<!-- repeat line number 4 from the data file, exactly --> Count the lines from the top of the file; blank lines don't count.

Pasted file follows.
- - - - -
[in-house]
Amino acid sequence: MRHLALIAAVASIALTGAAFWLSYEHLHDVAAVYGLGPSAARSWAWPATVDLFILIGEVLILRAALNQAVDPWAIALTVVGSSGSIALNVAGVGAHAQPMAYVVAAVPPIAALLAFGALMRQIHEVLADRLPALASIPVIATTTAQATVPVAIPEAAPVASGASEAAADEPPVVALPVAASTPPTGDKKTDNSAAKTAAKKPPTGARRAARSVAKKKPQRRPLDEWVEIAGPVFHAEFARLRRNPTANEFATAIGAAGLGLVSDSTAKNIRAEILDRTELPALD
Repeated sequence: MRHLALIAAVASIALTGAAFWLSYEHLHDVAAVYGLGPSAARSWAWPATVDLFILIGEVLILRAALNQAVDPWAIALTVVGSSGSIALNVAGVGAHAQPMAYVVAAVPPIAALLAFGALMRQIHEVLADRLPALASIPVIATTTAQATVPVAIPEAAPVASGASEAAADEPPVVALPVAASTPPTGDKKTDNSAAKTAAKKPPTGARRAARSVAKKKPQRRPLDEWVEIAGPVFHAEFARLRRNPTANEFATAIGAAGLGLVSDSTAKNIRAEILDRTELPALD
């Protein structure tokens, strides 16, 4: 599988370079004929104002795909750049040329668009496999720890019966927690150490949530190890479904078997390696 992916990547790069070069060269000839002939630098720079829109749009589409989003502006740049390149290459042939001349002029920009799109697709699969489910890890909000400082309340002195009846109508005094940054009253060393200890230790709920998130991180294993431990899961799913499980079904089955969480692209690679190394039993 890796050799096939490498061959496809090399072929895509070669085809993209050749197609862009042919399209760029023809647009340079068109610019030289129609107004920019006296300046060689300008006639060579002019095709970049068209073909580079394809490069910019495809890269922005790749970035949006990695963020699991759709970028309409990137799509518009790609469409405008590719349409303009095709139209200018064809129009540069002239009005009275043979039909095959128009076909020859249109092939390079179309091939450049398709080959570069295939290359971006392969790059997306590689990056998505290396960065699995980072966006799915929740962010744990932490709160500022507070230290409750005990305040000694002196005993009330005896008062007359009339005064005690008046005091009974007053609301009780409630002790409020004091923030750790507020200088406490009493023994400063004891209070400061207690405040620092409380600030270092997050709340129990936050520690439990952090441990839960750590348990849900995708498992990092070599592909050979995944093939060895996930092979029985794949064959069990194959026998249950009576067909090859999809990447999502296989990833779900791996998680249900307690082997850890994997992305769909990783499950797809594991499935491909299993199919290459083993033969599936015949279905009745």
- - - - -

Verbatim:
């Protein structure tokens, strides 16, 4: 599988370079004929104002795909750049040329668009496999720890019966927690150490949530190890479904078997390696 992916990547790069070069060269000839002939630098720079829109749009589409989003502006740049390149290459042939001349002029920009799109697709699969489910890890909000400082309340002195009846109508005094940054009253060393200890230790709920998130991180294993431990899961799913499980079904089955969480692209690679190394039993 890796050799096939490498061959496809090399072929895509070669085809993209050749197609862009042919399209760029023809647009340079068109610019030289129609107004920019006296300046060689300008006639060579002019095709970049068209073909580079394809490069910019495809890269922005790749970035949006990695963020699991759709970028309409990137799509518009790609469409405008590719349409303009095709139209200018064809129009540069002239009005009275043979039909095959128009076909020859249109092939390079179309091939450049398709080959570069295939290359971006392969790059997306590689990056998505290396960065699995980072966006799915929740962010744990932490709160500022507070230290409750005990305040000694002196005993009330005896008062007359009339005064005690008046005091009974007053609301009780409630002790409020004091923030750790507020200088406490009493023994400063004891209070400061207690405040620092409380600030270092997050709340129990936050520690439990952090441990839960750590348990849900995708498992990092070599592909050979995944093939060895996930092979029985794949064959069990194959026998249950009576067909090859999809990447999502296989990833779900791996998680249900307690082997850890994997992305769909990783499950797809594991499935491909299993199919290459083993033969599936015949279905009745």